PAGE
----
(Ryan Arnst Photography/Courtesy)
Walter Lee Younger (Jovon Jacobs) is in obvious agony. Jacobs plays a suffering, flawed offspring in New City Players’ powerful production of A Raisin in the Sun.
By AARON KRAUSE
FT. LAUDERDALE — The prospect of directing A Raisin in the Sun thrilled Mary Elizabeth Gundlach. But it also frightened her.
After all, this was a mammoth assignment. Raisin is a “huge show to tackle. It’s just a monster of a show,” said Gundlach, who is directing Ft. Lauderdale-based New City Players’ current production, running through March 10.
Indeed, with many specific stage directions and a myriad of themes, or “big ideas,” such as coming into one’s manhood (and womanhood), systemic racism, family, the American Dream, identity, class and women’s rights, it can be difficult for a director to find a starting point.
Gundlach said that in her decade of directing for the stage, Raisin has presented the greatest challenge, with its many “big ideas.”
Moreover, Gundlach conceded that as a white director staging a play populated with black characters and featuring black culture, she needed help.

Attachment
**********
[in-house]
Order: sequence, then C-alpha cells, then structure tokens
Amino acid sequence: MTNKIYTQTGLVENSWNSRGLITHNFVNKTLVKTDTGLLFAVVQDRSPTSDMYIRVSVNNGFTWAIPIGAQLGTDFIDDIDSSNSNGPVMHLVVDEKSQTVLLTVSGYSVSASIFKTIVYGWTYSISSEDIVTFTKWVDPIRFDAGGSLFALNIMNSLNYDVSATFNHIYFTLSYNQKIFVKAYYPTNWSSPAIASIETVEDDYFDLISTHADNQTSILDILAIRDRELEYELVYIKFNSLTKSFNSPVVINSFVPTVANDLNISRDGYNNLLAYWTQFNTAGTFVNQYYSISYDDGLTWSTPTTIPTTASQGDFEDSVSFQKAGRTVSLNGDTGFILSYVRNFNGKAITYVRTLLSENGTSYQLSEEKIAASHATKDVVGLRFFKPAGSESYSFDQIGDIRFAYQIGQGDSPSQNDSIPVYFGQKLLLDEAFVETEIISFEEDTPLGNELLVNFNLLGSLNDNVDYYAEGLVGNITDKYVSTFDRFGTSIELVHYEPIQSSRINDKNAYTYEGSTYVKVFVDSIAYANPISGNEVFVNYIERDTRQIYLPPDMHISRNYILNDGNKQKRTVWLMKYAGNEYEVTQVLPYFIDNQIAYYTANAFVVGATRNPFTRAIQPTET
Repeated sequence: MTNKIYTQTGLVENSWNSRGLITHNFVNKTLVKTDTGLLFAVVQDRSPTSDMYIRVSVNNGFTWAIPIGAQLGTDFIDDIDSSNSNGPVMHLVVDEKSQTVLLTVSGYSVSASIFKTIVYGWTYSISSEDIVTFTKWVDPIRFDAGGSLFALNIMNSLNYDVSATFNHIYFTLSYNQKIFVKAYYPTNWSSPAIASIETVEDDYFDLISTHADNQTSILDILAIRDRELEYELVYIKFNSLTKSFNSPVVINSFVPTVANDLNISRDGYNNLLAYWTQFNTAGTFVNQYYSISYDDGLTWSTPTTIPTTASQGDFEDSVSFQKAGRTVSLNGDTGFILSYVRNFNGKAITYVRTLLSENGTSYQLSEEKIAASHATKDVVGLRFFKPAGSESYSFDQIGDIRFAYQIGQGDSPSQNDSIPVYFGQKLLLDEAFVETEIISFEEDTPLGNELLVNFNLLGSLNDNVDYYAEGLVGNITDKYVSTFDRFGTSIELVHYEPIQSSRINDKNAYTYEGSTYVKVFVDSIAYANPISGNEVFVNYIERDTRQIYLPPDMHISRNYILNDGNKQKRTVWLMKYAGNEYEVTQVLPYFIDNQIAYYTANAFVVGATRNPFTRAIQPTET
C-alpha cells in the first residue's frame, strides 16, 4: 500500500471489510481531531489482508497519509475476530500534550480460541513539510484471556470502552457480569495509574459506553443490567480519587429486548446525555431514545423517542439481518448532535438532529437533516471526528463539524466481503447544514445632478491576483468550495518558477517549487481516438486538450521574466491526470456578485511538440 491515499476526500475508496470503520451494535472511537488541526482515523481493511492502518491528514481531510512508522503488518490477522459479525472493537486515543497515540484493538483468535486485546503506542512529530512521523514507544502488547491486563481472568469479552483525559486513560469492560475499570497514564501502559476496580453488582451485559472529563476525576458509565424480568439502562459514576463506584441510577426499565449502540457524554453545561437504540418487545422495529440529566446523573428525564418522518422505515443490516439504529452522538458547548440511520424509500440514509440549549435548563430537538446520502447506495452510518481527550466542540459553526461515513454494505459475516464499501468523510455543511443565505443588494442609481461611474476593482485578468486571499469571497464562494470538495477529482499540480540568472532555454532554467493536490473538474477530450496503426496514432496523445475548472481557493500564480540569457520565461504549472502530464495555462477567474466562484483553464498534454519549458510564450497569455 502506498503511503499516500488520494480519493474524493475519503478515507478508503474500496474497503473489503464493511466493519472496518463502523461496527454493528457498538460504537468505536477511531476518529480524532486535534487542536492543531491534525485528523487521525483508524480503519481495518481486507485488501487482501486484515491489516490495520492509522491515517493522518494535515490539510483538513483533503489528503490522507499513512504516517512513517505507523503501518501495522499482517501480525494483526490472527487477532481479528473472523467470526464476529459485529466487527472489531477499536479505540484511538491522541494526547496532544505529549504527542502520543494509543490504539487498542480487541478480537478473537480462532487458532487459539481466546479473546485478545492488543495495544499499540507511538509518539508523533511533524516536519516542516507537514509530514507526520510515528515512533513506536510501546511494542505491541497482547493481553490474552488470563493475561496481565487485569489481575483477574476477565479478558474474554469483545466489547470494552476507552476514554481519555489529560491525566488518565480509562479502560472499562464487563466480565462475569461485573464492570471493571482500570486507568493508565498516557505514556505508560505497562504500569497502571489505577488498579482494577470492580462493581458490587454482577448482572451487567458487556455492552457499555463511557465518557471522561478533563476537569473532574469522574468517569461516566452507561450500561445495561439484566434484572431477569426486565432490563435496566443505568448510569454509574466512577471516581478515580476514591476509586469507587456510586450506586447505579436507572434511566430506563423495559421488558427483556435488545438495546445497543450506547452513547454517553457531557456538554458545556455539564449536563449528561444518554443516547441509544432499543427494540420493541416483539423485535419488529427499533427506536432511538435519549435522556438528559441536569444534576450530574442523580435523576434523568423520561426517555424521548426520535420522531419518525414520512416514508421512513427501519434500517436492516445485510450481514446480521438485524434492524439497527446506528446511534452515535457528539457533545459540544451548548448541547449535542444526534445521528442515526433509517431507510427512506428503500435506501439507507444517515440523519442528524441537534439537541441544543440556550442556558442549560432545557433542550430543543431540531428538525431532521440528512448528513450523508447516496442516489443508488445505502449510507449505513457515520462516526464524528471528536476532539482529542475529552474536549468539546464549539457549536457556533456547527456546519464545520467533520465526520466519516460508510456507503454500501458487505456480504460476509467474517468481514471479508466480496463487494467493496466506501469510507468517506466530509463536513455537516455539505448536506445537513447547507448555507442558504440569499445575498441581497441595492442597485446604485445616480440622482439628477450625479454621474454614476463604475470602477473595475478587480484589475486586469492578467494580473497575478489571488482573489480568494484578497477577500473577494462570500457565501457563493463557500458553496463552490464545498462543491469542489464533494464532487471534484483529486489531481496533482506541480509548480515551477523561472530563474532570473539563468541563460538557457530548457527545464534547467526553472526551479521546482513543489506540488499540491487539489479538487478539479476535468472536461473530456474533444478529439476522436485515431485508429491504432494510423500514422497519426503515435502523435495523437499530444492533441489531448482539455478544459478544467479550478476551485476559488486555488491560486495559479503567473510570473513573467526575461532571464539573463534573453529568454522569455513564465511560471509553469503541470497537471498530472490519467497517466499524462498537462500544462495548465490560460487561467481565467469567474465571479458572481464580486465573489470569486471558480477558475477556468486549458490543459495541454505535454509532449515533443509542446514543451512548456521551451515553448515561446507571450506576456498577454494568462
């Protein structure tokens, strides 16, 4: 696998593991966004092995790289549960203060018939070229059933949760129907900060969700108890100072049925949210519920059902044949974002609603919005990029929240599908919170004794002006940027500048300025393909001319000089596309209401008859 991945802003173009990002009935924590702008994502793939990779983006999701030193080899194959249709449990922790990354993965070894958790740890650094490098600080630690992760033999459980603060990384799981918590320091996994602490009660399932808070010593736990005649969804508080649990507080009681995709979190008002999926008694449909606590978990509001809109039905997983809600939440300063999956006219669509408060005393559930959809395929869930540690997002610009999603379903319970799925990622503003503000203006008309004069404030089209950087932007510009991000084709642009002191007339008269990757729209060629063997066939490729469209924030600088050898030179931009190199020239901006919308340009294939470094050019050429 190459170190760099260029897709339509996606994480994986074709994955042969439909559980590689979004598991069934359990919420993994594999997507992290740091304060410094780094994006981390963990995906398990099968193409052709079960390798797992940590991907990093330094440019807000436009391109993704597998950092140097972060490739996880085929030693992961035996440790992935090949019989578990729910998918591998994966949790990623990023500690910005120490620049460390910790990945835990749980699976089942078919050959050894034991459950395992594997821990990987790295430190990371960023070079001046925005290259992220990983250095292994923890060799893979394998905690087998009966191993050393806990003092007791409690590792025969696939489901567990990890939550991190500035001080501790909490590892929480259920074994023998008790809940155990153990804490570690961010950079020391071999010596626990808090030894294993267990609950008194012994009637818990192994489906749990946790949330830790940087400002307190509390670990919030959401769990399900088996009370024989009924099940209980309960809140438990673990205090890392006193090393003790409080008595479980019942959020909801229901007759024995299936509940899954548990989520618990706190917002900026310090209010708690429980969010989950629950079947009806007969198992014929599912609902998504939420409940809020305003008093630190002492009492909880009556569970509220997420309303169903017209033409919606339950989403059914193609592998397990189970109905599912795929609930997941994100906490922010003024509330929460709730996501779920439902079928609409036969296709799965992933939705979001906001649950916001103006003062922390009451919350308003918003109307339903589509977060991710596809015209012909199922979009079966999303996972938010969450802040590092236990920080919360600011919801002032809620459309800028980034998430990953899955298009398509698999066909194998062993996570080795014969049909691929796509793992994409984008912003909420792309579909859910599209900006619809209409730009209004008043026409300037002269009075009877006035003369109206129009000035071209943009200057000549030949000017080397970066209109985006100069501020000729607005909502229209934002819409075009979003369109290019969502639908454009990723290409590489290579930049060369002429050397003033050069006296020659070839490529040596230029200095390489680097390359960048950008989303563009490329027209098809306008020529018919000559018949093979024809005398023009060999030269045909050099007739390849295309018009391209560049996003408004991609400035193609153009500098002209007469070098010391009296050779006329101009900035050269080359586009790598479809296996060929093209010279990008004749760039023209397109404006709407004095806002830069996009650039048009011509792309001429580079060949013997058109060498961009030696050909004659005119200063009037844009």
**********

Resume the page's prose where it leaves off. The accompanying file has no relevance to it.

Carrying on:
So, she turned to the actors.
And they proved that, like Stephen Sondheim simply and elegantly stated in Into the Woods, “No one is alone.”
For instance, Gundlach relied on actor Carolyn Johnson. She plays Younger family matriarch, Lena. Johnson lived through the Civil Rights era. So, if Mary didn’t understand something pertaining to that time, the performer filled her in.
Also, cast members shared situations about their life experiences that helped Gundlach direct the production.
In addition, if she mispronounced a word familiar in the African American community, cast members corrected her.
“I wanted the actors to trust me enough to tell me if there was something I was missing,” Gundlach said. “I needed the actors to direct me in a lot of ways.